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I have just received an election leaflet from Alasdair Allan MSP, comprising one page of A4 double sided, and was disappointed that his ‘lead story’ is yet again independence and the demand for another referendum. At this of all times, is that what he thinks matters most to his constituents?
He should surely, after 14 years as an MSP have a few achievements to tell us about. Instead, he informs us that ‘a major part of my job is arguing for better ferry services’. Well, that’s not going very well, is it?
I would also like to add, just in case any of your readers have missed this in the media, that all ferry services to and from Lochboisdale South Uist have been cancelled for four days (as of 11 March when letter was submitted) and this poor service will continue until further notice, incredibly, due to ‘a lack of ships’.
Time for a change is a well-worn phrase in politics but in the case of Mr Allan, it is long overdue if the voice of the Western Isles is ever again going to be heard.
Ada H Campbell, Paiblesgarry, North Uist.
Puzzling plans for schools
Peter Bain, headteacher at Oban High, recently reported to a meeting of the Oban, Lorn and the Isles Area Committee about “plans to align subjects being taught in Oban, Tiree and Tobermory schools so that if any school was struggling for a missing teacher they could link-up online and all learn at the same time.” (Oban Times, 18th March) How convenient that sounds!
As a retired teacher, I have tried to understand how this plan would work in practice. But I am puzzled. Perhaps parents of the three high schools will have more information to help them understand how it would provide their youngsters with high quality education.
Presumably, the teacher taking on an additional class online would still be teaching their own class, face to face, while video conferencing the others. The Scottish exam system gives teachers freedom to choose topics for study and to choose the order in which they are taught. Assuming that s/he is confident teaching a new topic, and has the resources for it, would the teacher need to teach two lessons at the same time? Or would the youngsters have to switch from the topics taught by their long term teacher over to the ones being taught by their temporary teacher?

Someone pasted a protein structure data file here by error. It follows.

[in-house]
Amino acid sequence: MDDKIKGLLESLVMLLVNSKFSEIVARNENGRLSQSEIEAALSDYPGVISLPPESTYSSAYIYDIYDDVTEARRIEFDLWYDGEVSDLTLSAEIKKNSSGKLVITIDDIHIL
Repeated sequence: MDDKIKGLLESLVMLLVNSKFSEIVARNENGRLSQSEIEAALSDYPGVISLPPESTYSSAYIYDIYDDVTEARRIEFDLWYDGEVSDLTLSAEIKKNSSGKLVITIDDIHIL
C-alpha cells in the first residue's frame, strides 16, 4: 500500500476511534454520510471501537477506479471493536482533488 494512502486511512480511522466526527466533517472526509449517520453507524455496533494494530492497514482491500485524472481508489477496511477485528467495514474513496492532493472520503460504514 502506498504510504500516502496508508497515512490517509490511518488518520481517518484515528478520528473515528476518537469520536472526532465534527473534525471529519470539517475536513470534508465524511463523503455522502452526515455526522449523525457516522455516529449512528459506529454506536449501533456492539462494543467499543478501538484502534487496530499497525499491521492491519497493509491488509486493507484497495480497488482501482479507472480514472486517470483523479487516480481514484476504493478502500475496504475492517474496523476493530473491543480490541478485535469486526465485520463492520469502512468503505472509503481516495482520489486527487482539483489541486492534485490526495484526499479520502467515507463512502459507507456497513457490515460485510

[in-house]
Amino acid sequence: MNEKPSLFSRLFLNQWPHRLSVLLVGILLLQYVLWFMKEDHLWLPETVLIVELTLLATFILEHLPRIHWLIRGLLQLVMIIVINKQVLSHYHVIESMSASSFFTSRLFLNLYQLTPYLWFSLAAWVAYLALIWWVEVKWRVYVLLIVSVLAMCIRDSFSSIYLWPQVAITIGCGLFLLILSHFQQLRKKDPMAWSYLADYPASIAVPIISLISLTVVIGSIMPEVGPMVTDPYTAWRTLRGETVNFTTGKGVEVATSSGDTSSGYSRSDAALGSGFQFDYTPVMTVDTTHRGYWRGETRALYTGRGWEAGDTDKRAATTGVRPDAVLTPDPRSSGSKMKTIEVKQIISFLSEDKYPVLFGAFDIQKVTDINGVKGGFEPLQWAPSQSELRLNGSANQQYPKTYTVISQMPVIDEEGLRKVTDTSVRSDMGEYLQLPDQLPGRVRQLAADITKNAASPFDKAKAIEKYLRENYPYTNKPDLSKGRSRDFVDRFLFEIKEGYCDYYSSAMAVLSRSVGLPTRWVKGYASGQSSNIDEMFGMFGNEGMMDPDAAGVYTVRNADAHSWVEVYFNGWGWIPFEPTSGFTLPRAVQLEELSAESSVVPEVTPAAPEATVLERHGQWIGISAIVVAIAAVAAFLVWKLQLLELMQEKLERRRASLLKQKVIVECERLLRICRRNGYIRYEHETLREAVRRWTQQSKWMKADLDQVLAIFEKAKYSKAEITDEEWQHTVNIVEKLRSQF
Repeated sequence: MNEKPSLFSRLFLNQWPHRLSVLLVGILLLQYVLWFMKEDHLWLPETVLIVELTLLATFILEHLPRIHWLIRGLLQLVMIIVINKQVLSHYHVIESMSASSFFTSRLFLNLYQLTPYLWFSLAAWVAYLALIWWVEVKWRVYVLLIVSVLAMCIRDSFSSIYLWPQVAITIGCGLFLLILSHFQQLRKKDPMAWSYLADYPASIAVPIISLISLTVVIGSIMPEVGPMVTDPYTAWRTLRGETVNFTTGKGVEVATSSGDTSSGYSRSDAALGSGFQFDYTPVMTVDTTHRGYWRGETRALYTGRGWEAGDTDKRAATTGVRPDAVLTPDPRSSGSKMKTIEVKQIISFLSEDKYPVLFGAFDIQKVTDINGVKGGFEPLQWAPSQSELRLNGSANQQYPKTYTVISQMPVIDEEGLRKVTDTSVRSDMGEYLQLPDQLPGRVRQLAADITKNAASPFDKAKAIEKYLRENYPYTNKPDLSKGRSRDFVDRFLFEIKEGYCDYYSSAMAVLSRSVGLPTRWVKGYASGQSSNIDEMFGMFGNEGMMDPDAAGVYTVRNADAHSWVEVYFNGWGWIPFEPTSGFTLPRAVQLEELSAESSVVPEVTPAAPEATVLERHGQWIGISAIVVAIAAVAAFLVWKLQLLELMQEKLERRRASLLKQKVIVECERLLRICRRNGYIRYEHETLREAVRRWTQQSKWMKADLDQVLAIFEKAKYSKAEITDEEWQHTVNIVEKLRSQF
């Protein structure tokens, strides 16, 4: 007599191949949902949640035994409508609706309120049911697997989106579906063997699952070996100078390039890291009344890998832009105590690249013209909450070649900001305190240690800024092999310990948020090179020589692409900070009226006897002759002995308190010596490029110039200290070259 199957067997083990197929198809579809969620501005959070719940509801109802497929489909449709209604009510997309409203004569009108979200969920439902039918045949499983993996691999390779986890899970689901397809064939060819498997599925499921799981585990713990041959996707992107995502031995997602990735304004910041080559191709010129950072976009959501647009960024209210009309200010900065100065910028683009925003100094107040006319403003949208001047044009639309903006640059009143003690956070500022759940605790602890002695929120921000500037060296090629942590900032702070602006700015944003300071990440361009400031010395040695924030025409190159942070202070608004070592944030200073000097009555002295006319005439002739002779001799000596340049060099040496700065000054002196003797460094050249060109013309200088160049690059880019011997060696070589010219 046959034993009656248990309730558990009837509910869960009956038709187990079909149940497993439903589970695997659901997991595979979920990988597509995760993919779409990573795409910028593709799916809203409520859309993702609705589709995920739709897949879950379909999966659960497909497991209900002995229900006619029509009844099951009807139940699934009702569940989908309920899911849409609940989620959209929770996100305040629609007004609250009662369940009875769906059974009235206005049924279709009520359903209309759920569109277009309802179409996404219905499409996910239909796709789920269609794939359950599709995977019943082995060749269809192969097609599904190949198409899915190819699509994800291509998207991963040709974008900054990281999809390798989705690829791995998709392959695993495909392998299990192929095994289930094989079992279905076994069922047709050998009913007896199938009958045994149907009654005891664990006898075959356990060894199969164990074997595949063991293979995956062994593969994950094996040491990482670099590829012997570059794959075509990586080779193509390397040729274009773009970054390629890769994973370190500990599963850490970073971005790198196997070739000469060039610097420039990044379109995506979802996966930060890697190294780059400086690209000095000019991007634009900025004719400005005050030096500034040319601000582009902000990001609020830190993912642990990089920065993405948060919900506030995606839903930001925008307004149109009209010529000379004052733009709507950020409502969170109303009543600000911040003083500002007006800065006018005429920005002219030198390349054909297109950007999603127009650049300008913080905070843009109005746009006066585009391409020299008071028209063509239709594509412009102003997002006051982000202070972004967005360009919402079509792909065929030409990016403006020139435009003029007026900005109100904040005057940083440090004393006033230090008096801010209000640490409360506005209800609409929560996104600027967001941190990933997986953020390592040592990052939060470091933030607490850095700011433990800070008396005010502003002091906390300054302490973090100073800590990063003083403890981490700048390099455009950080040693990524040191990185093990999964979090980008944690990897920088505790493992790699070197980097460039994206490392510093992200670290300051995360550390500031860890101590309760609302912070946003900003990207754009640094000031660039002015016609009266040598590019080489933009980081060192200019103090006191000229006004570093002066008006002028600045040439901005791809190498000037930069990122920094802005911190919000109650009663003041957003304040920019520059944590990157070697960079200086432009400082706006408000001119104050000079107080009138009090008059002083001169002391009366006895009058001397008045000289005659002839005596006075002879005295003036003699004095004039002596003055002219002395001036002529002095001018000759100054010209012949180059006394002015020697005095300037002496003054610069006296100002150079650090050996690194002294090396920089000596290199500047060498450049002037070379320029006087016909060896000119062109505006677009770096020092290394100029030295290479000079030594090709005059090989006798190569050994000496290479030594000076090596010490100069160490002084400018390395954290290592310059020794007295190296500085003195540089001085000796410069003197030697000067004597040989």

Given that an exam class in Tobermory could have 25 pupils studying both National 5 and Higher courses in one class, this would represent a considerable additional workload for the online teacher with a similar sized class in Oban or Tiree. Teaching is not just about delivering information: youngsters deserve 1:1 interaction, given at the right time to support their learning. And feedback on their progress: yes, I can imagine online jotters but I can also imagine the marking load.
All of this assumes that the IT equipment and Broadband capacity is in place. Technician support would be crucial. And a second teacher, in the second school, needed to supervise and support those learning at distance. Presumably this non specialist teacher would lead practical work such as experiments in the Sciences? The online teacher would need to be informed about and plan for the additional support needs of the distance learning pupils. Finally, an aligned timetable with Tobermory High ending the school day at 3.40pm would impact current transport links. Schoolchildren share service buses with others travelling to Craignure, then ferry to Oban and train to Glasgow.
I am sure Mr Bain will explain his plans further. Let’s hope he will also reassure parents on Tiree and Mull that Oban High’s figures for pupils moving on to further education, below the national average “due to our rural nature”, do not suggest low aspirations for and low expectations of youngsters from island communities.
Name and Address Supplied.
Opinion remains the same